NEW ORLEANS––In the Big Easy this week, there’s an NFL legend, one of the best defensive backs in NFL history who has a big decision facing him when the Super Bowl is over.
Baltimore Ravens safety Ed Reed has his attention focused on the game at hand, Sunday’s matchup against the San Francisco 49ers that will determine the winner of the Vince Lombardi Trophy.
But after the game is over, after the confetti rains down, win or lose, Reed has a difficult choice to make. The 11-year NFL veteran and New Orleans native will elect either to continue his playing days or retire.
There’s been speculation from the media, and Reed has hinted that retirement is a possibility, but he’s made no definitive decision as of yet. Based upon recent comments, it appears Reed is leaning toward playing at least one more season, but he is a free agent at season’s end.
“I didn’t say I was definitely coming back, but I’m planning on it,” said Reed. “I’ll assess those things after this game. I’m just soaking all this in right now. I’m not thinking about next year. Usually, I’m thinking about next year right now because I’m not in this game. I’m so far away from tomorrow, honestly. I’m just thinking about right now, today.”
Maybe Reed’s tune will change if he’s able to earn his first Super Bowl ring and go out on top, but that’s a ruling that is still forthcoming.
Back in Green Bay, a similar situation is unfolding. Another fabled defensive back potentially––and perhaps likely––has some life-altering judgements to make over the course of the next few weeks and months.
Packers safety Charles Woodson faces an offseason of uncertainty as age, contract and injury concerns all converge to create an unclear future.
Woodson is coming off one of the least impactful seasons of his 15-year career in 2012 after a move to safety. It’s evident that Woodson has lost a step at 36 years old, but whether he’s finished in the NFL is another story.
Beyond Morgan Burnett, the Packers don’t have another clear-cut starter at safety on their roster. The jury is still out on M.D. Jennings and Jerron McMillian, and it’s possible that Woodson is still a better option than both of them.
But the Packers also have to take his contract into account. Woodson is scheduled to make approximately $10 million per season in each of the next two years in salary and bonuses combined.
For a player past his prime, it’s unlikely that Packers can afford to keep Woodson around under terms of his current contract, especially when Aaron Rodgers, Clay Matthews and B.J. Raji are due contract extensions in the very near future. And whether or not Woodson would agree to take a paycut is still undetermined.
Wide receiver Donald Driver agreed to a restructured contract paying him less money this past season, but Driver also played sparingly in a bit role. If Woodson is going to return, he’ll expect and be expected to start.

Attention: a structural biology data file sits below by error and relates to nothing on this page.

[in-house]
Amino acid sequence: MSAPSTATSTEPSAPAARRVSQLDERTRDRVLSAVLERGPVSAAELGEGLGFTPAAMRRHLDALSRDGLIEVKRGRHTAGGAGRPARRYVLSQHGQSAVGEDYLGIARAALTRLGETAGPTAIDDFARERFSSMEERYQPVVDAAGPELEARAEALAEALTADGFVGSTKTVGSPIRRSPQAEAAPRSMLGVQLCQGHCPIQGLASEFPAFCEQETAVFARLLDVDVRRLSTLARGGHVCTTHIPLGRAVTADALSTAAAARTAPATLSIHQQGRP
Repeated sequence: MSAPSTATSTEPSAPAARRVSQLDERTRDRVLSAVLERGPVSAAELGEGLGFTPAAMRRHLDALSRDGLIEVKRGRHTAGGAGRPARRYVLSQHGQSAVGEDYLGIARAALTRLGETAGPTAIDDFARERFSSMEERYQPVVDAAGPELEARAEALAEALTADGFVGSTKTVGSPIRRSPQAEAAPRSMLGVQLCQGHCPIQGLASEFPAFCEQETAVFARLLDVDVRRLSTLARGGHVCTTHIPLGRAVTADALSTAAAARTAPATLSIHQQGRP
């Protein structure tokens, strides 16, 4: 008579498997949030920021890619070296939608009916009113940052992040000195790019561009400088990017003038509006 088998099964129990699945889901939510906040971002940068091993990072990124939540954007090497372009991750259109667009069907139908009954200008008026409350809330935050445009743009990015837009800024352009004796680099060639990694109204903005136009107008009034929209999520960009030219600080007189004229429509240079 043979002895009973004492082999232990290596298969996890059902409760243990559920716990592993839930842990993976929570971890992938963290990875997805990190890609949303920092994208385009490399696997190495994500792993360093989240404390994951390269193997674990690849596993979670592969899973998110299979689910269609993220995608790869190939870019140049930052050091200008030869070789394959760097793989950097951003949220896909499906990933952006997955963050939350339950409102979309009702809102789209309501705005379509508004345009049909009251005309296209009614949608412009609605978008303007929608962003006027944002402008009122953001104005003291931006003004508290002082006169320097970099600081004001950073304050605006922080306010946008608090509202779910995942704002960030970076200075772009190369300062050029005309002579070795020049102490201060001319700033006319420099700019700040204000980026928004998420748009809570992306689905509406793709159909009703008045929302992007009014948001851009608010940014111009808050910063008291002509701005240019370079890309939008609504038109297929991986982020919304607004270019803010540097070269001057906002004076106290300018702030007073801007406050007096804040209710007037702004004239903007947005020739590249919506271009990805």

There’s also injury concerns to overcome. Woodson was limited to only the first seven games of the season after sustaining the second broken collarbone of his career, the first occurring in Super Bowl XLV in 2011.
At his age, Woodson’s body may not be able to hold up to another season of smashing and pounding.
It’s a situation not dissimilar to Reed who is starting to see his physical limitations pushed to their boundaries. Reed played through a torn labrum this season and has been fighting through a nerve impingement in his neck that’s affected him for the past six or seven seasons by his estimation.
In light of recent attention on concussions and the welfare of former NFL players, health concerns could play a role in the decisions made by Woodson and Reed.
“I pay out of my pocket for my physical well-being,” said Reed. “It makes you think. It makes you think about your livelihood after football, how much you’re going to have to spend to take care of your body, the toll that it puts on us.”
As far as their legacies, Woodson and Reed also share several similarities. Reed is the NFL’s all-time leader in career interception return yardage (1,541), has the longest interception return in league history (108 yards) and has the most seasons leading the league in interceptions (three).
Woodson is second on the NFL’s all-time list for interceptions returned for touchdowns (11), just one behind the leader.
Both are future Hall of Famers.
What the future holds for both men remains to be seen. Not many NFL players are afforded the luxury of calling it quits of their own volition. A good number have their careers ended by either injury or being released. Reed is hoping to buck the trend.
“I’m walking away on my own terms, hopefully,” said Reed. “I pray that I’m walking away on a positive note. But as time goes, your skills start to diminish a little bit.”
Woodson could be in the same boat. It’s highly unlikely he plays in 2013 under current deal he signed in 2010. But the end of his career has not yet been charted.